Chemical engineering professor wins top rheology award — Dr. Jeff Morris

by Amanda Salazar

Winning an award, no matter how grand or niche the title, is always a great source of pride. But to win two top awards within the span of a year is even more impressive.

Photo: City College

This is the case for Dr. Jeff Morris of the City College Chemical Engineering Department.

Morris was awarded the Bingham Medal from the Society of Rheology this spring and the Weissenberg Award from the European Society of Rheology last year.

“It’s wonderful,” Morris, who is also the director of the Benjamin Levich Institute for Physico-Chemical Hydrodynamics in the Grove School, told The RICC. “You’re just glad that people recognize that what you’re saying is improving their understanding of things and, in particular, on a problem which had been quite mysterious for a long time. It is also great that it shines a light on students’ and colleagues’ work, as City College has been such a supportive environment for this work.”

Rheology, an area of fluid mechanics, is the science of flowing materials. Its main focus is the study of complex fluids, which behave differently from simple fluids, like water. Complex fluids can act as both liquids and solids and understanding how they work can have many useful, real-world applications.

Toothpaste, mayonnaise, ketchup, peanut butter, facial creams, and lotions are all examples of complex fluids. They’ll sit on a spoon, for example, like a solid but will flow when pressure is applied to them, such as the squeezing or tapping of a bottle.

The flow of fluids is also important in the oil industry, in which Morris used to work, and in chocolate processing.

Even naturally occurring materials like mud and blood count as complex fluids due to their consistencies.

“It’s an area that is found across many different industries and parts of daily life,” Morris said. “The behavior of these are all related to the kind of work that I do.”

Rheologists find ways to use the behavior of complex fluids to create products that people can use in their daily lives. After all, all our favorite condiments and personal care items are complex fluids.

In his work specifically, Morris deals with suspensions. Suspensions are particles suspended in a liquid. The more particles that are in that liquid, the more resistant to flow the liquid becomes — meaning, the less liquid-like and the more goopy.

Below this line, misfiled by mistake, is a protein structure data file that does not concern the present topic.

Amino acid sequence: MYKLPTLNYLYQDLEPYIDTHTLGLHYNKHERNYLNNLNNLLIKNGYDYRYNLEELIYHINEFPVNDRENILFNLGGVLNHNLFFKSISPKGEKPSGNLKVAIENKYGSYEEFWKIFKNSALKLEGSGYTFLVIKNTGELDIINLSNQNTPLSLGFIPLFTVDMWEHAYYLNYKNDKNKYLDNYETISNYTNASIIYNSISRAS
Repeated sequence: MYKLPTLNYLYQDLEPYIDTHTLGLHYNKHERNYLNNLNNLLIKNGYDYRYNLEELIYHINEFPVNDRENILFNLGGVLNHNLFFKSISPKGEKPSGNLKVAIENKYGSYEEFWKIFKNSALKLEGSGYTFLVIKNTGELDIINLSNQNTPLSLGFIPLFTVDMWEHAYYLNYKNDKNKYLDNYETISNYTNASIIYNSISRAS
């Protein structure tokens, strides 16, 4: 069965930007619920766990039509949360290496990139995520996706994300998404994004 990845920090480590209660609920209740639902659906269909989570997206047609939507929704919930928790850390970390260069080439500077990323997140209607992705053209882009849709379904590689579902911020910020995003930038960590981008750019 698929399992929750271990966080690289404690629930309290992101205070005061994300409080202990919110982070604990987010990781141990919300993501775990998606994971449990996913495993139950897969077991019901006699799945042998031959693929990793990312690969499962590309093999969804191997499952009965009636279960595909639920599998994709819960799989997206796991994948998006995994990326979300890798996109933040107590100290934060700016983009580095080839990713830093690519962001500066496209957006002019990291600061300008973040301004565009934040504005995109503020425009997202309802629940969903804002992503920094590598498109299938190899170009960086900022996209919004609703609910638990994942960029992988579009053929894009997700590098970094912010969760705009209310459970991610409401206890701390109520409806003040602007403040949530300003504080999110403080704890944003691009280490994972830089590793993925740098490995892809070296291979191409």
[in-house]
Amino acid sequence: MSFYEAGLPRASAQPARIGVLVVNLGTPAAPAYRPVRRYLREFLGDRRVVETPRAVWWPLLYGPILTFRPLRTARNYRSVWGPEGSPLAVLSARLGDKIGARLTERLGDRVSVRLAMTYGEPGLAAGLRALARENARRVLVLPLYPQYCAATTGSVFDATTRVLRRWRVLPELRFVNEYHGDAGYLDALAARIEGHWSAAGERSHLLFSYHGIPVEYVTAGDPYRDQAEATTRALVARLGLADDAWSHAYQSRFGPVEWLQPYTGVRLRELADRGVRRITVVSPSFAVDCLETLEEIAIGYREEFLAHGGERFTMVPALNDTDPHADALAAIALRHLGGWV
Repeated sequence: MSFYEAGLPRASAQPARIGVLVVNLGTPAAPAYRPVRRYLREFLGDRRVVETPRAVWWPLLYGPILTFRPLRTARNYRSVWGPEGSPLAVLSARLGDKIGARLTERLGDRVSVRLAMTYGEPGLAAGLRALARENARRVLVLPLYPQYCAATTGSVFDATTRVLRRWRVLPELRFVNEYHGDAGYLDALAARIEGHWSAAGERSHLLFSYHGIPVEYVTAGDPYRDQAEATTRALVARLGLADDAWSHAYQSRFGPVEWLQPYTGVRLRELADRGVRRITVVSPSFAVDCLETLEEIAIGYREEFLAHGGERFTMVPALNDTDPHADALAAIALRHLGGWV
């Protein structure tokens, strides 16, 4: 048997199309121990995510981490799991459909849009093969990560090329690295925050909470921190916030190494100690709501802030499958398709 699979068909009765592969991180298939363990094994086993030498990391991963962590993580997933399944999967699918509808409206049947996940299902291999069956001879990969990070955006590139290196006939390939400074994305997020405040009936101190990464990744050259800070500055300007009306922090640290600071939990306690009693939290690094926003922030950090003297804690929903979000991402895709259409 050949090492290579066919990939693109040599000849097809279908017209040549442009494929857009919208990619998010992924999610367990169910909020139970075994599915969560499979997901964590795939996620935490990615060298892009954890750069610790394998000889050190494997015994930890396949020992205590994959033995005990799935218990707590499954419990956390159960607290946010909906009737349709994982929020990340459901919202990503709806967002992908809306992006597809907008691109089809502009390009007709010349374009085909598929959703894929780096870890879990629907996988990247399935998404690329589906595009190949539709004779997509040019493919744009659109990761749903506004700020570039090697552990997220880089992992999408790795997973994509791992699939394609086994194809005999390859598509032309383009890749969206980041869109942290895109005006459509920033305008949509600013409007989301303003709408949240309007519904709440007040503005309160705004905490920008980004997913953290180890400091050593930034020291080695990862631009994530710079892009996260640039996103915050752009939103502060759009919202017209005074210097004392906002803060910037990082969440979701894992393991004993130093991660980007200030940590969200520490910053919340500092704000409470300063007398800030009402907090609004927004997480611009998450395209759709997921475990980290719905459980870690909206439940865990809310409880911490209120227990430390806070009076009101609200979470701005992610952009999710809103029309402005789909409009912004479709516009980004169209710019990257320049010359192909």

Photo: Baminnick | Wikimedia Commons

His 2023 award was based on work he’s done regarding suspensions, and the basic idea can be seen in your kitchen by mixing up a substance called oobleck. It’s a 50/50 cornstarch and water mixture that kids often make as a simple science experiment.

Oobleck has a property called shear thickening, which means that it undergoes a rapid change in its consistency.

When you gently and slowly run your fingers over or through it, the mixture maintains its liquidity. When you drag your hand through it fast and hard, it becomes more like a solid.

The work that won Morris the award was about understanding shear thickening and how it works. What he found was that the fluid barriers between the particles in oobleck are maintained by forces pushing the particles apart, but when the flow creates stronger forces, the particles rub directly on each other and create friction. This is what causes the rigidity of the fluid when force is applied.

Being that he’s this year’s award winner, Morris will be honored during and give the keynote lecture at this year’s International Congress on Rheology in Athens, Greece on Aug. 3, also his 20th wedding anniversary.  He mentioned that he is very pleased that his family will attend.

His lecture will touch on ideas about shear thickening and relate it to some of his earlier works to show how all the concepts tie together.

As exciting as this new award is, it’s made even more exciting by the announcement of the earlier award so recently. Morris’s 2022 European award came as a surprise to him since he works in America.

“[It was] something of a shock,” he said.

Morris’s research is not done yet. His current and future work will try to understand the overall structure of complex fluids and to develop an understanding of molecular scale processes within them.

“There are friends of my wife who like to make fun of me because they ask me what I do and I say, ‘Well, I work on your toothpaste,’” he said. “I always like to say that it’s nice to remember that there are fascinating things associated with all your day-to-day materials. And rheology, while it may seem a little bit esoteric, is actually very closely related to your day-to-day life. The way that things flow is something we all have a sense of being concerned with.”

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